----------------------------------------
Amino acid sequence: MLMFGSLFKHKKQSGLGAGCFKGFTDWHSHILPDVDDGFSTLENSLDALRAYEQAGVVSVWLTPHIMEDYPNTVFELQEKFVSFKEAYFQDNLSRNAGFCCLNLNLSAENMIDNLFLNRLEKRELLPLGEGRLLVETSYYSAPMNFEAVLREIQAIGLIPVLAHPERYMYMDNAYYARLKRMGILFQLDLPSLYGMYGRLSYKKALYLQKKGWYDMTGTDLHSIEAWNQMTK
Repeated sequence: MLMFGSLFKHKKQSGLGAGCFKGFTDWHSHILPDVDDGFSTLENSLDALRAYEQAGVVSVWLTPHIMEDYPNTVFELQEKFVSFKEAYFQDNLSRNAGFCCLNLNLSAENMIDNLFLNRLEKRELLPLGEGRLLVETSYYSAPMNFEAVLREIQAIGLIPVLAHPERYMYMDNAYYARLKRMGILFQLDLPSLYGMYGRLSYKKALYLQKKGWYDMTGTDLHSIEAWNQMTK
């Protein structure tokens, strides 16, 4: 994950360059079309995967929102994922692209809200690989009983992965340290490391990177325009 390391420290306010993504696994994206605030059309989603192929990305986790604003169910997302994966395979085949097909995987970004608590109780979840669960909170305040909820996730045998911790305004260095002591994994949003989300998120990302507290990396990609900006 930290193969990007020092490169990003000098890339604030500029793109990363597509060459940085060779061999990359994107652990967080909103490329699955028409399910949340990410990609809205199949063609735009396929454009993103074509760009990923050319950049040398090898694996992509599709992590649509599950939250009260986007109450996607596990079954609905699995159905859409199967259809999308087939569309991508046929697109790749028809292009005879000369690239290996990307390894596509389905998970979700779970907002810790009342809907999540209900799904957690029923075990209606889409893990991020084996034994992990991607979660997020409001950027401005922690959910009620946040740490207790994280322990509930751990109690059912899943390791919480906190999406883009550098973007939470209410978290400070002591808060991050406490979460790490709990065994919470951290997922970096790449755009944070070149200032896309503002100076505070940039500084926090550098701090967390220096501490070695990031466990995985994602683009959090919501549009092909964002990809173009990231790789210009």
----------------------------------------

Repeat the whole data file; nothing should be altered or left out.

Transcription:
Amino acid sequence: MLMFGSLFKHKKQSGLGAGCFKGFTDWHSHILPDVDDGFSTLENSLDALRAYEQAGVVSVWLTPHIMEDYPNTVFELQEKFVSFKEAYFQDNLSRNAGFCCLNLNLSAENMIDNLFLNRLEKRELLPLGEGRLLVETSYYSAPMNFEAVLREIQAIGLIPVLAHPERYMYMDNAYYARLKRMGILFQLDLPSLYGMYGRLSYKKALYLQKKGWYDMTGTDLHSIEAWNQMTK
Repeated sequence: MLMFGSLFKHKKQSGLGAGCFKGFTDWHSHILPDVDDGFSTLENSLDALRAYEQAGVVSVWLTPHIMEDYPNTVFELQEKFVSFKEAYFQDNLSRNAGFCCLNLNLSAENMIDNLFLNRLEKRELLPLGEGRLLVETSYYSAPMNFEAVLREIQAIGLIPVLAHPERYMYMDNAYYARLKRMGILFQLDLPSLYGMYGRLSYKKALYLQKKGWYDMTGTDLHSIEAWNQMTK
């Protein structure tokens, strides 16, 4: 994950360059079309995967929102994922692209809200690989009983992965340290490391990177325009 390391420290306010993504696994994206605030059309989603192929990305986790604003169910997302994966395979085949097909995987970004608590109780979840669960909170305040909820996730045998911790305004260095002591994994949003989300998120990302507290990396990609900006 930290193969990007020092490169990003000098890339604030500029793109990363597509060459940085060779061999990359994107652990967080909103490329699955028409399910949340990410990609809205199949063609735009396929454009993103074509760009990923050319950049040398090898694996992509599709992590649509599950939250009260986007109450996607596990079954609905699995159905859409199967259809999308087939569309991508046929697109790749028809292009005879000369690239290996990307390894596509389905998970979700779970907002810790009342809907999540209900799904957690029923075990209606889409893990991020084996034994992990991607979660997020409001950027401005922690959910009620946040740490207790994280322990509930751990109690059912899943390791919480906190999406883009550098973007939470209410978290400070002591808060991050406490979460790490709990065994919470951290997922970096790449755009944070070149200032896309503002100076505070940039500084926090550098701090967390220096501490070695990031466990995985994602683009959090919501549009092909964002990809173009990231790789210009």